The gases which are extracted are hot and represent a waste of heat so great efforts have been made to devise means of limiting the extraction rates to a minimum. Although it would be possible to bake and dry a biscuit in an oven with a very "damp" atmosphere the effect at the mouth of the oven should be understood. As a cold dough piece enters the warm humid atmosphere moisture will condense on the surface. This condensed water will release a lot of heat as a result of the latent heat of evaporation and this heat will be conducted into the dough piece causing it to warm up quite rapidly. Later, as the dough temperature rises, this water will again evaporate and retard the rate at which the surface temperature rises. The wetting of the dough surface at the oven entrance if the oven atmosphere is high in water vapour, aids the general rise in temperature of the dough piece and maintains the flexibility of the "crust" longer than if the oven atmosphere is dry. However excessive condensation on the dough surface can cause uneven colouration and spotting where sugar is locally dissolved. Provided that the moisture film is not excessive, solution of surface sugars may give the biscuit an attractive "bloom" later in baking. The humidity of the oven can be deliberately increased by injecting live steam. Drying of the dough piece surface may also be retarded by spraying with water before placing in the oven.
Apart from this effect of a damp oven atmosphere it has been difficult to be sure about the benefits or otherwise to baking performance of moisture vapour contents in oven atmospheres. Reducing the extraction rates of flue gases to increase oven humidities may also affect the convection currents and thus heat transfer rates. It would seem, theoretically, that the moisture level of the oven atmosphere is irrelevant but many critical tests have suggested that oven spring is reduced at high moisture levels.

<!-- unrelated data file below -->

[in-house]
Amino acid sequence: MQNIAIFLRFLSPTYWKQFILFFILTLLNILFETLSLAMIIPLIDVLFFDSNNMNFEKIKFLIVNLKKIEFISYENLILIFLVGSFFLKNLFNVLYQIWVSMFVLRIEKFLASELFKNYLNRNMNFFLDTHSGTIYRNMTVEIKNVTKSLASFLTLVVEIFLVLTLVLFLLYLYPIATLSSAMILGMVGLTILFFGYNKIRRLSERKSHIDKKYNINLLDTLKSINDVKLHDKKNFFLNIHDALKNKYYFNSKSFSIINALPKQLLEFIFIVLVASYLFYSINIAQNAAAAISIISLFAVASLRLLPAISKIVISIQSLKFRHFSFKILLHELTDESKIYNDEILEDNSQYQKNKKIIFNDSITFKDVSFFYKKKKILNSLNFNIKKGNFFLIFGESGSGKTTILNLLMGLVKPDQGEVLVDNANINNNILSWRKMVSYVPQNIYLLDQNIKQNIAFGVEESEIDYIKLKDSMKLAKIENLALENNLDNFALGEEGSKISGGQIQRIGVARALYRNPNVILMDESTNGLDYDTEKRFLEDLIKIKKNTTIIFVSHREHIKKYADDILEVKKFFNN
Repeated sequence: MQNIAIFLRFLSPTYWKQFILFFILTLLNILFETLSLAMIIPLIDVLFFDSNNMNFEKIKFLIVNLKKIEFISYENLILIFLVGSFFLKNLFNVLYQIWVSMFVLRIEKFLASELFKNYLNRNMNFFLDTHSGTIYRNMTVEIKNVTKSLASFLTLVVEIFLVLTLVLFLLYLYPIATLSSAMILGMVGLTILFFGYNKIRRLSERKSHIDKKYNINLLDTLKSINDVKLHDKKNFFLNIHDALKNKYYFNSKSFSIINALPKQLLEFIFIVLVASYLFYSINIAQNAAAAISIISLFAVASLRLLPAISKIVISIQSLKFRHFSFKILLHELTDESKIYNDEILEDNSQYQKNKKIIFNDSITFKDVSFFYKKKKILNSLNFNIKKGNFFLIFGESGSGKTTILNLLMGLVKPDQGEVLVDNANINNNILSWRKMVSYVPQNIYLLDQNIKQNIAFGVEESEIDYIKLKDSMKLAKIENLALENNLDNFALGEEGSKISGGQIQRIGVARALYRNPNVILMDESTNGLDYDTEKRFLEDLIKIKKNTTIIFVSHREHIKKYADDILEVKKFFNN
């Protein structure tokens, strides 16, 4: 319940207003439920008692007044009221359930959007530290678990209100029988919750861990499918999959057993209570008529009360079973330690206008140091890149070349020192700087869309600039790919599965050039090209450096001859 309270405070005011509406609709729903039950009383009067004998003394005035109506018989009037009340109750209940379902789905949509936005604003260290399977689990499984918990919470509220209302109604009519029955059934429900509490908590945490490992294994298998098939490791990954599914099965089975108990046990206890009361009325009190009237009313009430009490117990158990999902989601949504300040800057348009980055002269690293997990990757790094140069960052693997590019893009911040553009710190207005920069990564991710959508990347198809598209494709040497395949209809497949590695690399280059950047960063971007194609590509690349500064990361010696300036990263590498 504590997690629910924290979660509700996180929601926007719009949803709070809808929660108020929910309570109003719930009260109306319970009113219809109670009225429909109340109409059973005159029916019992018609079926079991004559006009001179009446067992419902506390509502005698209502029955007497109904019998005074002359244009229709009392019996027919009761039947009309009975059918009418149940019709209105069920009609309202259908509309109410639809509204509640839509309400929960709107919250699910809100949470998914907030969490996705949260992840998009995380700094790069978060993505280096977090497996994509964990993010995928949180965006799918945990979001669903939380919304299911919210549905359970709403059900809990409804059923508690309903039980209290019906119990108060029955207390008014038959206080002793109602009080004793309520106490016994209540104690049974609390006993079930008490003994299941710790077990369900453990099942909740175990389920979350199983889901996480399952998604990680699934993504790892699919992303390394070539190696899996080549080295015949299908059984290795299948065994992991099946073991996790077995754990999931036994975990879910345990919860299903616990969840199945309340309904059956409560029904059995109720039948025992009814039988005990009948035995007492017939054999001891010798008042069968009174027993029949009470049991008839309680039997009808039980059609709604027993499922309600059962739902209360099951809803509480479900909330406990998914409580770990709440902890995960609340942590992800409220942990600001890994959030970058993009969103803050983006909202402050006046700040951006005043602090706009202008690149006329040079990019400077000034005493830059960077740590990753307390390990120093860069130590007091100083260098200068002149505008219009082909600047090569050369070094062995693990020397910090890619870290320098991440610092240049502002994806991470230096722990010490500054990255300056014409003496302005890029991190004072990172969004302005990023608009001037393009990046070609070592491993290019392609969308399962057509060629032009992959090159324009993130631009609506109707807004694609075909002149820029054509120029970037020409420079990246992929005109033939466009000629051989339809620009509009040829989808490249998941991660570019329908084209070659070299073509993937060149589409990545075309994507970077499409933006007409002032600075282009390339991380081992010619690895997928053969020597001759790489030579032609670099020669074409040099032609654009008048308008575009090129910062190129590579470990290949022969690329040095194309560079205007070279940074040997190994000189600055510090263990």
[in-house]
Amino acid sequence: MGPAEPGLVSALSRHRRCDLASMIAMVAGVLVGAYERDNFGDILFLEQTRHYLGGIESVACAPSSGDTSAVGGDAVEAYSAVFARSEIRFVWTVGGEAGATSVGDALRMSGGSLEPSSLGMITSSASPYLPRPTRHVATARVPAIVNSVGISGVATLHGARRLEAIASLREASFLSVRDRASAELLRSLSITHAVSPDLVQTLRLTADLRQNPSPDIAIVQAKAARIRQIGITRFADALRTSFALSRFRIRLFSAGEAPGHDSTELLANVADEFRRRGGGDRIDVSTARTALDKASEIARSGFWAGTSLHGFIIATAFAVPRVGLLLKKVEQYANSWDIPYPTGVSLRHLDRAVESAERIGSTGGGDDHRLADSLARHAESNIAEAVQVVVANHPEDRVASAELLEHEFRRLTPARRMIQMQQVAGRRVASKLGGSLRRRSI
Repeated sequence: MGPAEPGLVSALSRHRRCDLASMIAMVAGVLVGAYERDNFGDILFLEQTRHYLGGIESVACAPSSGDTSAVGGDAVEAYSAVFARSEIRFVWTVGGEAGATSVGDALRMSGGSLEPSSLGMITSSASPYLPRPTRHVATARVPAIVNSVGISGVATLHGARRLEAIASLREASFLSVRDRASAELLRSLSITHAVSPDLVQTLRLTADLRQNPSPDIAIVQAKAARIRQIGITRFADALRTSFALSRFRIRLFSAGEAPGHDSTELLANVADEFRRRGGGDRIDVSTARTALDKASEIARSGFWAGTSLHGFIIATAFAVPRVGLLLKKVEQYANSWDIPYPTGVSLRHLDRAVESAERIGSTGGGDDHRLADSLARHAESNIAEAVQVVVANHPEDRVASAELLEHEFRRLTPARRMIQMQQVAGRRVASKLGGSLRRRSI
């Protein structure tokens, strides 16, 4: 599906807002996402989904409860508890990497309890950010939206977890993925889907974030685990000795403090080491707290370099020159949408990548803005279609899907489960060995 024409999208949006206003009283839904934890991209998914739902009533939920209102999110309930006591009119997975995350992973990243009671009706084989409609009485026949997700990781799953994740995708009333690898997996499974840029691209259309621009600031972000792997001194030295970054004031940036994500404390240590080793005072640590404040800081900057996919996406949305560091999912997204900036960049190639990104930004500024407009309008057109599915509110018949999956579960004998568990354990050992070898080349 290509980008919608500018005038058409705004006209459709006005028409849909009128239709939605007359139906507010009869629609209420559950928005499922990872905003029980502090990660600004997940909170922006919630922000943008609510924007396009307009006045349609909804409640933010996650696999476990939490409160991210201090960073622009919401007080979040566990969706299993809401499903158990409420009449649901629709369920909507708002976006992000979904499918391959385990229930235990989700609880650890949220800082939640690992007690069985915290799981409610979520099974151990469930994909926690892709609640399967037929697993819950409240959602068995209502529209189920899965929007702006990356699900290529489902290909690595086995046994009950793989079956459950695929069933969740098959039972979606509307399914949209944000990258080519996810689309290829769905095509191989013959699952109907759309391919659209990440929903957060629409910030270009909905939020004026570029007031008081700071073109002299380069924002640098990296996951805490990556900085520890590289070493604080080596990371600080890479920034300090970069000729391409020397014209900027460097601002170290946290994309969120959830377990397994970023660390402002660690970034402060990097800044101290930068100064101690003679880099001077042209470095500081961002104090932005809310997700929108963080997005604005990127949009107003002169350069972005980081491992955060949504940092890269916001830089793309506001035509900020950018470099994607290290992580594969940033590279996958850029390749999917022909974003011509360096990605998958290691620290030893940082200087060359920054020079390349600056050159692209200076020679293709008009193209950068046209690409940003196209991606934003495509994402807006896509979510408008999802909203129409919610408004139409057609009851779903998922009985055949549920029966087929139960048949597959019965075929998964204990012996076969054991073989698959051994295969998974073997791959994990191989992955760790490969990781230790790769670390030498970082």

It would be ideal if the dough piece could be heated uniformly and rapidly before much moisture is lost. This means that air movement at the dough surface should be minimum. In conventional ovens it is not possible to apply heat fast enough to the surface (and at a low enough temperature to prevent colouration) merely by conduction and radiation. Some preheating of the oven band before the dough pieces are placed upon it is very desirable to promote heat transfer by conduction.
After the dough has expanded and the structure has set, it is necessary to concentrate on moisture removal. Air movement will keep the temperature and humidity at the dough piece surface favourable for this to occur. However, as the biscuit dries conduction of heat from the surface to the wetter centre becomes progressively more difficult and a large moisture gradient will develop.
During this drying phase and before the surface becomes too dry the temperature may be adjusted to give a desired level of colouration to the biscuit.
It is important throughout the bake that oven atmosphere conditions are kept even across the width of the oven otherwise dough pieces which are similar at the entrance to the oven will appear as biscuits with different thickness, shape or colour after baking. In many ovens the movement of gases in the oven is not ideal. A common problem is that air to replace that pulled out through the flues enters too much at each end of the oven. There is thus considerable cooling due to this ingress of air and the effective length of the oven, and therefore the baking time, is thereby reduced. Also it is usual to find inspection doors down one side of the oven only. If air enters through these as a result of bad seals etc., this side of the oven will be cooler.
Baking of laminated crackers
"Laminated" means that the dough has been reduced to a thin sheet and this sheet has then been piled up into a number of layers, with or without the introduction of another material between the layers, and the pile has been further gauged to a final dough sheet for cutting. The term "gauging" is used to mean the reduction of sheet thickness by rolling between a pair of rollers.